Hildegard's name is one to be reckoned with. Although today we usually use the term "Renaissance Man" to indicate one with a wide range of learning to his credit, perhaps we should also recognize in a similar way some extraordinary medieval women -such as Hildegard, and others who entered convents and applied themselves with distinction to learning over many fields.
Even in some distinguished company, Hildegard stands out. Her music is highly regarded, as are her literary output and her mystical writings - which of course is what makes her particularly honoured inside the church. To round out her skills, she was also recognized as a notable poet, artist, healer and scientist. What makes her of particular interest at this site, is that she also had an intense attachment to a fellow nun, Richardis, who may have inspired some of her finest writing.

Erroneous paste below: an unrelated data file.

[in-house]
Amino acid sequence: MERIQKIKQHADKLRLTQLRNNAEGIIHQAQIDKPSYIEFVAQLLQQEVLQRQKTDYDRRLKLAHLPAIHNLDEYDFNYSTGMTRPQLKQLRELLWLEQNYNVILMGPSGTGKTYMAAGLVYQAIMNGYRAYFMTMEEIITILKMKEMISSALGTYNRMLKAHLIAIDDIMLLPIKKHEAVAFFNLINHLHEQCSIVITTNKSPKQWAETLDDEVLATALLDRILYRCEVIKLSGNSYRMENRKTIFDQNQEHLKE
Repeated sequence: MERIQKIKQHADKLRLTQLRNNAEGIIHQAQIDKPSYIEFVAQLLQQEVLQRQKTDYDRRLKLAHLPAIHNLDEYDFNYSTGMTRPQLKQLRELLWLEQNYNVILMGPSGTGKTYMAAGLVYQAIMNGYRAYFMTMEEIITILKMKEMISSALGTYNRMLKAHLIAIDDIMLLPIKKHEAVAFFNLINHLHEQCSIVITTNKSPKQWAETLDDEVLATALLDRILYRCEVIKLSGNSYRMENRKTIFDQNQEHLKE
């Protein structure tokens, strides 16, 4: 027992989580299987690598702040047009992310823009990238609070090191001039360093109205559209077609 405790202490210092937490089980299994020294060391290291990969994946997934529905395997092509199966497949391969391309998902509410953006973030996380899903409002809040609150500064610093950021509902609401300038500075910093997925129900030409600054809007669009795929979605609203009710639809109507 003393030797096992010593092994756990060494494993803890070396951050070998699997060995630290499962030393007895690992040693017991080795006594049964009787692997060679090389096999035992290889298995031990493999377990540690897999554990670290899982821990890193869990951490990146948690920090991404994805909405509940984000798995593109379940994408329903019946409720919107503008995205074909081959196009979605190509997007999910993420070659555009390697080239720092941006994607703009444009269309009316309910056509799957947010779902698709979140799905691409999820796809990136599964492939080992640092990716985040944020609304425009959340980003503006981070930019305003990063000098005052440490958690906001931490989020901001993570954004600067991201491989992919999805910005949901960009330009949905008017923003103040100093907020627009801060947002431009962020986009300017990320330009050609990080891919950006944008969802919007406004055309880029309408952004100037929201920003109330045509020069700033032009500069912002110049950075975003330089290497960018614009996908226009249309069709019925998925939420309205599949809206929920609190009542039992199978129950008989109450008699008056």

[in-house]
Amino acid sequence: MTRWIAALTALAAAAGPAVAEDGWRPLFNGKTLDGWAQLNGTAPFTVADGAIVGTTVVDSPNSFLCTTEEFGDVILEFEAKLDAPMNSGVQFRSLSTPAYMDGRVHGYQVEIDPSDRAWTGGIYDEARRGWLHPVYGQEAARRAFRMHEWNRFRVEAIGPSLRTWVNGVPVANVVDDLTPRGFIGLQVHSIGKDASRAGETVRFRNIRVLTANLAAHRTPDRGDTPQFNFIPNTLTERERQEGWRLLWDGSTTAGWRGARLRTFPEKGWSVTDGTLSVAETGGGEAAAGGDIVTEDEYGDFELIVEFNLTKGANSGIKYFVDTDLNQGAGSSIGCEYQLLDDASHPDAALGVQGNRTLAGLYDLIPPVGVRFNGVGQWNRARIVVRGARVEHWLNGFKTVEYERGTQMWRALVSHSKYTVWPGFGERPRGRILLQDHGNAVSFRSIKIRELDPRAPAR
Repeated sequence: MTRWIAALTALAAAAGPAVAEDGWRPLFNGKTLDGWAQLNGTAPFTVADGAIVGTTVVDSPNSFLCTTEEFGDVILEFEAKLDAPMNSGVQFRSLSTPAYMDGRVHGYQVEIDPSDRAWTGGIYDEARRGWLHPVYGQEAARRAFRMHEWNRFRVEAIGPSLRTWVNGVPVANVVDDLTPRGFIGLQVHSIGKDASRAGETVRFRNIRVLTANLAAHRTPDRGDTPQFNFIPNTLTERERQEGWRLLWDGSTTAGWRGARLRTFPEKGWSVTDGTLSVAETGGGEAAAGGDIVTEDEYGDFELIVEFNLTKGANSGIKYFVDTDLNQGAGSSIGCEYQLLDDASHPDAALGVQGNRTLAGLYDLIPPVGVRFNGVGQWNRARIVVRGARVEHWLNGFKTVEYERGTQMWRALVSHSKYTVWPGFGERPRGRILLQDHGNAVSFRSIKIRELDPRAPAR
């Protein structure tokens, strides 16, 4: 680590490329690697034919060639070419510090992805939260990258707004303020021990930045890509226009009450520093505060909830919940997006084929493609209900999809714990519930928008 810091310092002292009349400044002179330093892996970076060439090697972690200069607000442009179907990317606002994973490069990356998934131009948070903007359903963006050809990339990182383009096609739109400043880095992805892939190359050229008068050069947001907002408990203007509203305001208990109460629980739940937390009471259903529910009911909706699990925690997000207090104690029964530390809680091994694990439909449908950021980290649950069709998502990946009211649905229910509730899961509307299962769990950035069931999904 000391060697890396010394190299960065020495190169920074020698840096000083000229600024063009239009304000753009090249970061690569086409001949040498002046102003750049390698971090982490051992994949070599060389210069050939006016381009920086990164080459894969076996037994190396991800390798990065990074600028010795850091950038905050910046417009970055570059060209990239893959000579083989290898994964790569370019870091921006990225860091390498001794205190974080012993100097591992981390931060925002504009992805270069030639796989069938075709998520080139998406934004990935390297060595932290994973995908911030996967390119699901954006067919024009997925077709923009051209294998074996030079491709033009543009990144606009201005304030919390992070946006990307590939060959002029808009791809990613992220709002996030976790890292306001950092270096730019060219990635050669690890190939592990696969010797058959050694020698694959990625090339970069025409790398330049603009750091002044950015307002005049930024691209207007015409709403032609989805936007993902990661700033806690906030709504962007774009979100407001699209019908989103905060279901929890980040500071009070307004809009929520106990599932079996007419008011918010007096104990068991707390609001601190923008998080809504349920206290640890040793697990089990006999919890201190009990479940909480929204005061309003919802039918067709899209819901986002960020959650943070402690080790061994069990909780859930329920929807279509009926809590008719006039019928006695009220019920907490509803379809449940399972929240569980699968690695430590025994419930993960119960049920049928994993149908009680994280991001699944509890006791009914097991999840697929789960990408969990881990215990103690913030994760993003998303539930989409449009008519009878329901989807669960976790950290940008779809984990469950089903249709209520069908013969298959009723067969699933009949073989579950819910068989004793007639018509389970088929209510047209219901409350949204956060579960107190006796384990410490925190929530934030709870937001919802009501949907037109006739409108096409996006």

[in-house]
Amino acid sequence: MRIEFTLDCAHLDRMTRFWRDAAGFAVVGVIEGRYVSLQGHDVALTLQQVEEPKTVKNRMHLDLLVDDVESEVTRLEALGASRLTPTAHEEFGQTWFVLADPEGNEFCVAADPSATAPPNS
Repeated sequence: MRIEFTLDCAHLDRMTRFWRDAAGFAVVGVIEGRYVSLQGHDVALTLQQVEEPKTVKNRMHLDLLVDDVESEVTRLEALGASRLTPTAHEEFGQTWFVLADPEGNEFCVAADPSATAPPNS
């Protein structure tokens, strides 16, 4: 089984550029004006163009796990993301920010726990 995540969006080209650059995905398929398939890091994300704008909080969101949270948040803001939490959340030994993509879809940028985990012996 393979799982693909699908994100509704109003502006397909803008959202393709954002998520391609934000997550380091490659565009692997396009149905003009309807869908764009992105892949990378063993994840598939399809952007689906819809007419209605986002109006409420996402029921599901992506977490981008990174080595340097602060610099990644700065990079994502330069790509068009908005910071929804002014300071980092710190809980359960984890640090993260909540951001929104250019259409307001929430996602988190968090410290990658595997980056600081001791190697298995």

I have known a little (very little) about Hildegard for some time, and have come across suggestions of her possible lesbianism, but have not had enough knowledge to write about her myself. I was delighted then to find that my colleague Kittredge Cherry has done some digging, and produced a wonderful extended post on this great woman. As one of Kitt's readers put it in a comment,